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K (named kay /keɪ/) is the eleventh letter of the modern English alphabet and the ISO basic Latin alphabet. In English, the letter K usually represents the voiceless velar plosive.


The letter K comes from the Greek letter Κ (kappa), which was taken from the Semitic kap, the symbol for an open hand. This, in turn, was likely adapted by Semites who had lived in Egypt from the hieroglyph for "hand" representing D in the Egyptian word for hand, d-r-t. The Semites evidently assigned it the sound value /k/ instead, because their word for hand started with that sound.

In the earliest Latin inscriptions, the letters C, K and Q were all used to represent the sounds /k/ and /g/ (which were not differentiated in writing). Of these, Q was used to represent /k/ or /g/ before a rounded vowel, K before /a/, and C elsewhere. Later, the use of C and its variant G replaced most usages of K and Q. K survived only in a few fossilized forms such as Kalendae, "the calends".

After Greek words were taken into Latin, the Kappa was transliterated as a C. Loanwords from other alphabets with the sound /k/ were also transliterated with C. Hence, the Romance languages generally use C and have K only in later loanwords from other language groups. The Celtic languages also tended to use C instead of K, and this influence carried over into Old English.

Use in writing systems

Today, English is the only Germanic language to productively use "hard" ⟨c⟩ (outside of the digraph ⟨ck⟩) rather than ⟨k⟩ (although Dutch uses it in loaned words of Latin origin, and the pronunciation of these words follows the same hard/soft distinction as in English). The letter ⟨k⟩ is usually silent at the start of an English word when it comes before the letter ⟨n⟩, as in the words "knight," "knife," "knot," "know," and "knee". Like J, X, Q, and Z, K is not used very frequently in English. It is the fifth least frequently used letter in the English language, with a frequency of about 0.8% in words.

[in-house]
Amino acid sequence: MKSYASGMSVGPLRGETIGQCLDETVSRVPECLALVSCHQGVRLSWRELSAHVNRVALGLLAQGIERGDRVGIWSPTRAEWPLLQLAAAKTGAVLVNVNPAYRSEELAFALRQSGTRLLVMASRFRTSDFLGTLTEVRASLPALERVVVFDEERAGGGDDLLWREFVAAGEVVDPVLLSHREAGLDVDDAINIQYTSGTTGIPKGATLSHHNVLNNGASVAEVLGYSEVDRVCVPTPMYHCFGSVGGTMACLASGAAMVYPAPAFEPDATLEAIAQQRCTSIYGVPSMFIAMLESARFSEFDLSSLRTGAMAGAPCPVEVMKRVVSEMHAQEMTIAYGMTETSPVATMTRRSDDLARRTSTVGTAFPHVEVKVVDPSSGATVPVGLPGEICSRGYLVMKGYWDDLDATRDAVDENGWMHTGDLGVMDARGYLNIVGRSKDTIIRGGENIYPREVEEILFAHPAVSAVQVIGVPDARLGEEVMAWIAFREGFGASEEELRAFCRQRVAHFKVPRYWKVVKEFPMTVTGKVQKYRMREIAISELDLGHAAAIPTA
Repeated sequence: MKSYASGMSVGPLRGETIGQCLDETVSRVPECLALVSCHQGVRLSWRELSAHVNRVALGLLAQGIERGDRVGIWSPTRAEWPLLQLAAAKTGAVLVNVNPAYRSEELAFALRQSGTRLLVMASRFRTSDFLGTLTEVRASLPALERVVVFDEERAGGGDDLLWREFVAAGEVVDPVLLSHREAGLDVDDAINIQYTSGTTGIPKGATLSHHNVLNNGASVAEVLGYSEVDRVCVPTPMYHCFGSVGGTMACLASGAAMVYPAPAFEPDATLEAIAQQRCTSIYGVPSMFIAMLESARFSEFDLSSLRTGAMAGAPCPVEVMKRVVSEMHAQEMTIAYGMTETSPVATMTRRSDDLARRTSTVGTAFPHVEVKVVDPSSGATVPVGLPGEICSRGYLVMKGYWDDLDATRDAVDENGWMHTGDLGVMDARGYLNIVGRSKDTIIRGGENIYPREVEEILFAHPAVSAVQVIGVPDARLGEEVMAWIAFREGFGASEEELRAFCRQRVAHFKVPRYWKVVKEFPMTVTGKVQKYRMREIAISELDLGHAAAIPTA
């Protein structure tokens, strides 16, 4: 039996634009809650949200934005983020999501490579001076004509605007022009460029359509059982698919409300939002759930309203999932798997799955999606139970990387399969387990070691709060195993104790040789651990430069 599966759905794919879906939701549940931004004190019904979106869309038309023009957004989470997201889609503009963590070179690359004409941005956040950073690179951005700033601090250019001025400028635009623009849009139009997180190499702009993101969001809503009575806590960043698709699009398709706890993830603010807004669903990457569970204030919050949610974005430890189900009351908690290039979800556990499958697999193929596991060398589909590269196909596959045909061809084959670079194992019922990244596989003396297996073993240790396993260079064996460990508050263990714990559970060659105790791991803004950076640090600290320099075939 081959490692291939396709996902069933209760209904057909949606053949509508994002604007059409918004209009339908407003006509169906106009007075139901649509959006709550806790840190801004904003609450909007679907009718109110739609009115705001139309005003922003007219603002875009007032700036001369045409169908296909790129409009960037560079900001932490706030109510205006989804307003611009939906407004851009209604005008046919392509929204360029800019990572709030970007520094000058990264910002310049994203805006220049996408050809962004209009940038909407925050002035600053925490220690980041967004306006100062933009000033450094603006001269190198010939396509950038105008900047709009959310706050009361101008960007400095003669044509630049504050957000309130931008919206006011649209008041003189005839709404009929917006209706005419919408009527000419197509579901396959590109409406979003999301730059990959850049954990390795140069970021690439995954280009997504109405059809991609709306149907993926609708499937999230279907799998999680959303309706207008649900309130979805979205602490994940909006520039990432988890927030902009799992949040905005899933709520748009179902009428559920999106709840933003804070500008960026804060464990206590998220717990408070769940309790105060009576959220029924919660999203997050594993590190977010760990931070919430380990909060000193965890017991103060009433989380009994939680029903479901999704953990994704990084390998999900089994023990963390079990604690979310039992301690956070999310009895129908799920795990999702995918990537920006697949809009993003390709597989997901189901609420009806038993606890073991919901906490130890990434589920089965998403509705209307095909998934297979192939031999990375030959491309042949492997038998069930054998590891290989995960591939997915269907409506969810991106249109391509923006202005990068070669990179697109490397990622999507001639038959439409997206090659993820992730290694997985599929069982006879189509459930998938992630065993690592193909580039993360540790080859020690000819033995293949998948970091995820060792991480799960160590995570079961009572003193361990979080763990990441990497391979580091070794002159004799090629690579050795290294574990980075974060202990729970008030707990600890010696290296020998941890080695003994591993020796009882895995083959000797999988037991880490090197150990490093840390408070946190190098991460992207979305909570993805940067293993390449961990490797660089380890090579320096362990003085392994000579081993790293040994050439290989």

The SI prefix for a thousand is kilo-, officially abbreviated as k—for instance, prefixed to "metre" or its abbreviation m, kilometre or km signifies a thousand metres. As such, people occasionally represent numbers in a non-standard notation by replacing the last three zeros of the general numeral with "K": for instance, 30K for 30,000.

In most languages where it is employed, this letter represents the sound /k/ (with or without aspiration) or some similar sound.

The International Phonetic Alphabet uses ⟨k⟩ for the voiceless velar plosive.

Additional Resources

  1. International Economics Glossary: K []
  2. Economic Growth []
  3. Macroeconomics []
  4. Solow Growth Model Basics 1 The Steady State []
  5. Department Of Economics []
  6. Faculty And Staff []
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WCAG 2.0

Section 508